Christian Pineau

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Christian Pineau meeting with David Ben-Gurion in Israel, January 1959

Christian Pineau (French pronunciation: ​[kʁistjɑ̃ pino]; 14 October 1904, in Chaumont-en-Bassigny, Haute-Marne, France - 5 April 1995, in Paris) was a noted French Resistance fighter.

Pineau was born in 1904 in Chaumont-en-Bassigny in France's Haute-Marne department. His stepfather was the writer Jean Giraudoux, who was married to Pineau's mother. Later, Christian Pineau would say that it was Giraudoux who gave him his love of writing.

A World War II French Resistance leader and a close ally of Charles de Gaulle, Pineau was arrested by the Gestapo in 1943 and survived Buchenwald concentration camp.

Pineau represented the Sarthe department as a Socialist in the French National Assembly from 1946 to 1958. After the war, he served as a minister in French governments, 1945–1958. He was minister of supply in Charles de Gaulle's government (1945) and minister of public works (1947–1950) in various governments. He was finance minister for a short time in 1948. Pineau was designated as prime minister by president Coty after the February 1955 resignation of Pierre Mendès-France, but the National Assembly refused to ratify his cabinet by 312 votes against 268; his prime ministership lasted for two days between 17 and 19 February 1955.

As foreign minister (February 1956 – May 1958), Pineau was responsible for handling the Suez crisis and for signing the Treaty of Rome on behalf of France. With Guy Mollet, he visited Moscow. In October 1956 he signed the Protocol of Sèvres with Great Britain and Israel on behalf of France.

Pineau was a lifelong advocate of European integration.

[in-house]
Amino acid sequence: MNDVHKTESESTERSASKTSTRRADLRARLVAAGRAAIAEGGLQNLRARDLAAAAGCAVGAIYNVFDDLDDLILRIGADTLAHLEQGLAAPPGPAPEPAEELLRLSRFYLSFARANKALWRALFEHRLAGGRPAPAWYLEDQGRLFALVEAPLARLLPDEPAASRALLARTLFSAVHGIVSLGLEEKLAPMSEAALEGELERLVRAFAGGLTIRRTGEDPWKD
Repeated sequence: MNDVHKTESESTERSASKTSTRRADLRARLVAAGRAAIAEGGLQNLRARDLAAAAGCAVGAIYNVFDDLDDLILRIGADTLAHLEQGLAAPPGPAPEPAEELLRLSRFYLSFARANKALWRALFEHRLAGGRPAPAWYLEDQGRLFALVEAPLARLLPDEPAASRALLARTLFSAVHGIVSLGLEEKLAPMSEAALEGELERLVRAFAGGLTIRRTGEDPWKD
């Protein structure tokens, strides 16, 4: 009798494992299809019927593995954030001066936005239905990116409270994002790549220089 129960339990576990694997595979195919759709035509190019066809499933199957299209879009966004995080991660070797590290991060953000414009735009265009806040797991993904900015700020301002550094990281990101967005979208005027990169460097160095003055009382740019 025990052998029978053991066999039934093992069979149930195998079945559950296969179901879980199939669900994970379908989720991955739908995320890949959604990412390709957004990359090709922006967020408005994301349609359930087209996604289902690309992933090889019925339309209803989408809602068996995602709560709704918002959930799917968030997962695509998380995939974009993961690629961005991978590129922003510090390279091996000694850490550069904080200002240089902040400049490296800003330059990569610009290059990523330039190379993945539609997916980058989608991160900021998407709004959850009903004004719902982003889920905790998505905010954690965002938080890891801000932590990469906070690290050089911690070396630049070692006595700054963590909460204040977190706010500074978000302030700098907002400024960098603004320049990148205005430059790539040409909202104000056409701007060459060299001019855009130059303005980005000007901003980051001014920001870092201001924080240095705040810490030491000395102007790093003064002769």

Pineau is buried in the Père Lachaise Cemetery, Paris, France.

Bibliography[edit]

Pineau wrote several political books and memoirs:

  • La simple vérité, regard sur la période 1940–1945 (the simple truth, a view of the period 1940–45), Editions Julliard
  • Khrouchtchev (Khrushchev) Perrin, 1964
  • Suez, Robert Laffont, 1976
  • Mon cher député, Julliard, 1959
  • Le grand pari, l'aventure du Traité de Rome (with Christiane Rimbaud)

He also wrote children's books:

  • Plume et le saumon (Feather and the salmon)
  • L'ourse aux pattons verts (The she-bear with green paws)
  • Histoire de la forêt de Bercé (Story of the Bercé forest)
  • La planète aux enfants perdus (The planet of lost children)
Political offices
Preceded by
Paul Ramadier
Minister of Supply
1945
Succeeded by
François Tanguy-Prigent
Preceded by
Jules Moch
Minister of Public Works and Transport
1947–1948
Succeeded by
Henri Queuille
Preceded by
Paul Reynaud
Minister of Finance and Economic Affairs
1948
Preceded by
Henri Queuille
Minister of Public Works, Transport, and Tourism
1948–1950
Succeeded by
Jacques Chastellain
Preceded by
Antoine Pinay
Minister of Foreign Affairs
1956–1958
Succeeded by
René Pleven

References[edit]